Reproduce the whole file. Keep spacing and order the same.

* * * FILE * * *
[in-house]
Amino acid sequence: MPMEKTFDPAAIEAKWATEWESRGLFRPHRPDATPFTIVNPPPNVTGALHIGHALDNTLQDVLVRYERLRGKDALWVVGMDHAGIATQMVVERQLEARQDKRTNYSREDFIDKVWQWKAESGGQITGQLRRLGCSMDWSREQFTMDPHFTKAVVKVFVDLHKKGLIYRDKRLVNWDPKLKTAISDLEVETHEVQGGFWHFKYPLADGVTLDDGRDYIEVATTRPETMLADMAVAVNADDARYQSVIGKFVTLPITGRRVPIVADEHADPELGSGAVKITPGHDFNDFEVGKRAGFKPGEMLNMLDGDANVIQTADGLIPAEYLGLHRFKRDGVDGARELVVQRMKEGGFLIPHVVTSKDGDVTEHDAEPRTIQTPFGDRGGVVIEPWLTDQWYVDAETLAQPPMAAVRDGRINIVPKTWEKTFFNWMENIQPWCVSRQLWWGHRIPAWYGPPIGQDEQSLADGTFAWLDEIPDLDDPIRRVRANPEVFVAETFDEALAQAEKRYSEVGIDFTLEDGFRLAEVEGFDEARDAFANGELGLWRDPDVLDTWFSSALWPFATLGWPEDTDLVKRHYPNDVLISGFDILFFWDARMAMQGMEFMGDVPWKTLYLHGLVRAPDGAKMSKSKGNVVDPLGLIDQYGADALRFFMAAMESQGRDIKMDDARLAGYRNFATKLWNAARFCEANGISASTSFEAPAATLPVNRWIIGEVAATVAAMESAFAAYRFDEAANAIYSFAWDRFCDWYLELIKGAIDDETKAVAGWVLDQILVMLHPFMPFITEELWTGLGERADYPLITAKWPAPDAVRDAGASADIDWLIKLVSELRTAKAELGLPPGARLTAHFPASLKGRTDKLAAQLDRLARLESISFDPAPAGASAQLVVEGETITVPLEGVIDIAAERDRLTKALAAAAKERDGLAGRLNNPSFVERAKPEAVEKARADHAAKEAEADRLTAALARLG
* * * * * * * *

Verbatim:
[in-house]
Amino acid sequence: MPMEKTFDPAAIEAKWATEWESRGLFRPHRPDATPFTIVNPPPNVTGALHIGHALDNTLQDVLVRYERLRGKDALWVVGMDHAGIATQMVVERQLEARQDKRTNYSREDFIDKVWQWKAESGGQITGQLRRLGCSMDWSREQFTMDPHFTKAVVKVFVDLHKKGLIYRDKRLVNWDPKLKTAISDLEVETHEVQGGFWHFKYPLADGVTLDDGRDYIEVATTRPETMLADMAVAVNADDARYQSVIGKFVTLPITGRRVPIVADEHADPELGSGAVKITPGHDFNDFEVGKRAGFKPGEMLNMLDGDANVIQTADGLIPAEYLGLHRFKRDGVDGARELVVQRMKEGGFLIPHVVTSKDGDVTEHDAEPRTIQTPFGDRGGVVIEPWLTDQWYVDAETLAQPPMAAVRDGRINIVPKTWEKTFFNWMENIQPWCVSRQLWWGHRIPAWYGPPIGQDEQSLADGTFAWLDEIPDLDDPIRRVRANPEVFVAETFDEALAQAEKRYSEVGIDFTLEDGFRLAEVEGFDEARDAFANGELGLWRDPDVLDTWFSSALWPFATLGWPEDTDLVKRHYPNDVLISGFDILFFWDARMAMQGMEFMGDVPWKTLYLHGLVRAPDGAKMSKSKGNVVDPLGLIDQYGADALRFFMAAMESQGRDIKMDDARLAGYRNFATKLWNAARFCEANGISASTSFEAPAATLPVNRWIIGEVAATVAAMESAFAAYRFDEAANAIYSFAWDRFCDWYLELIKGAIDDETKAVAGWVLDQILVMLHPFMPFITEELWTGLGERADYPLITAKWPAPDAVRDAGASADIDWLIKLVSELRTAKAELGLPPGARLTAHFPASLKGRTDKLAAQLDRLARLESISFDPAPAGASAQLVVEGETITVPLEGVIDIAAERDRLTKALAAAAKERDGLAGRLNNPSFVERAKPEAVEKARADHAAKEAEADRLTAALARLG